ctags—Generates tags and (optionally) refs files

ctags [-BSstvraT] filesnames

ctags generates the tags and refs files from a group of C source files. The tags file is used by the elvis :tag command, control-] command, and -t option. The refs file is sometimes used by the ref(1) program.

Each C source file is scanned for #define statements and global function definitions. The name of the macro or function becomes the name of a tag. For each tag, a line is added to the tags file that contains the following:

  • The name of the tag
  • A tab character
  • The name of the file containing the tag
  • A tab character
  • A way to find the particular line within the file
  • The filenames list will typically be the names of all C source files in the current directory, like this:

$ ctagsstv *.[ch]


Options Description
-B Normally, ctags encloses regular expressions in slashes (/regexp/), which causes elvis to search from the top of the file. The -B flag causes ctags to enclose the regular expressions in question marks (?regexp?) so elvis will search backward from the bottom of the file. This rarely matters.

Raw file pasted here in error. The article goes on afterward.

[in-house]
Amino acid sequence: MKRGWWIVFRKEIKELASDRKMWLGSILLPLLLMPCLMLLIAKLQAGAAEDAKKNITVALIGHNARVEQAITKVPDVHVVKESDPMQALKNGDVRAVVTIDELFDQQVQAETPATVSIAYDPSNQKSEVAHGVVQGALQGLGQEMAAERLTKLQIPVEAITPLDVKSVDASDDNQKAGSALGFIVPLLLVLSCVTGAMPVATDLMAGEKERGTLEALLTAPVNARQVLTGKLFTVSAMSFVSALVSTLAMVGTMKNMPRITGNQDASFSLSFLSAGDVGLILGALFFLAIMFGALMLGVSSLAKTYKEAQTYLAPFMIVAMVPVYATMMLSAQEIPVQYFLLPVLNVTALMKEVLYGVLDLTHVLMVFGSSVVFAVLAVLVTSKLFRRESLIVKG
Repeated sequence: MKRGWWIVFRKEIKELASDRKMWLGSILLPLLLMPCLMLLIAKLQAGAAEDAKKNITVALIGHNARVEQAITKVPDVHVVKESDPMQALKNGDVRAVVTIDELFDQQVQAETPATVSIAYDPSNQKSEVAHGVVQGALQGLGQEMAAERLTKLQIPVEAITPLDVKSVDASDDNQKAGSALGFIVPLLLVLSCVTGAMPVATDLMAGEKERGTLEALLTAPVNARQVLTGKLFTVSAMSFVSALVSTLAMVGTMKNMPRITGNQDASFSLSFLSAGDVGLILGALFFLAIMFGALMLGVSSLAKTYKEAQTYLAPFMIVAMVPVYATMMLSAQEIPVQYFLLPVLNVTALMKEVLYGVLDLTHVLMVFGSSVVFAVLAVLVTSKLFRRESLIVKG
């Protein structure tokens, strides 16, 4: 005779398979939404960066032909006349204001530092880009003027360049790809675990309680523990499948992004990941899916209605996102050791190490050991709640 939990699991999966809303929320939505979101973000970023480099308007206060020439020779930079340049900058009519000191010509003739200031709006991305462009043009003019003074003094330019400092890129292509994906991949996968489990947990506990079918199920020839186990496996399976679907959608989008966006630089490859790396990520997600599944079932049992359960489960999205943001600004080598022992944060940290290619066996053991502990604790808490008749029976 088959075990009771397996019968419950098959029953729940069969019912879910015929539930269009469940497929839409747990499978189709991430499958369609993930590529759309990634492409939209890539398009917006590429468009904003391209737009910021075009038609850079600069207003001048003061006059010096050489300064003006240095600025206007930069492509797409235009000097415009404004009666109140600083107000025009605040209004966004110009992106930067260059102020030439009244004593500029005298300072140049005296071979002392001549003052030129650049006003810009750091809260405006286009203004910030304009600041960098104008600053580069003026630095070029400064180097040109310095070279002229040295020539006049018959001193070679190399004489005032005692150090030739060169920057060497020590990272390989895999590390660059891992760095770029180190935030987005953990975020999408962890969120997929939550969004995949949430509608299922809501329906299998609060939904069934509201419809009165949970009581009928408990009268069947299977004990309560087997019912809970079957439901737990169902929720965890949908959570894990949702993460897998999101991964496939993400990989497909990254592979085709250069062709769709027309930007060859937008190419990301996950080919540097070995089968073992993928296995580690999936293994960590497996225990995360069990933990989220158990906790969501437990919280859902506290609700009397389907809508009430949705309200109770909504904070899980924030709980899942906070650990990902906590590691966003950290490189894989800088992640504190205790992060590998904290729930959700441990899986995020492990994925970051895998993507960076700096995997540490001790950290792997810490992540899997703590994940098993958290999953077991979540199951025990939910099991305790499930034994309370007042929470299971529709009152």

-t Include typedefs. A tag will be generated for each user-defined type. Also tags will be generated for struct and enum names. Types are considered to be global if they are defined in a header file, and static if they are defined in a C source file.
-v Include variable declarations. A tag will be generated for each variable, except for those that are declared inside the body of a function.
-s Include static tags. ctags will normally put global tags in the tags file, and silently ignore the static tags. This flag causes both global and static tags to be added. The name of a static tag is generated by prefixing the name of the declared item with the name of the file where it is defined, with a colon in between. For example, static foo(){} in bar.c results in a tag named bar.c:foo.
-S Include static tags, but make them look like global tags. Most tags-aware programs don’t like the filename:tagname tags produced by the -s flag, so -S was added as an alternative. If elvis and ref are the only programs that read the tags file, then you don’t need -S; otherwise, you do.
-r This causes ctags to generate both tags and refs. Without -r, it would only generate tags.
-a Append to tags, and maybe refs. Normally, ctags overwrites these files each time it is invoked. This flag is useful when you have too many files in the current directory for you to list them on a single command line; it allows you to split the arguments among several invocations.
-T This flag isn’t available on all systems. UNIX has it, but most others don’t. The -T flag prevents ctags from generating a tags file. This is useful when you want to generate a refs without changing tags.

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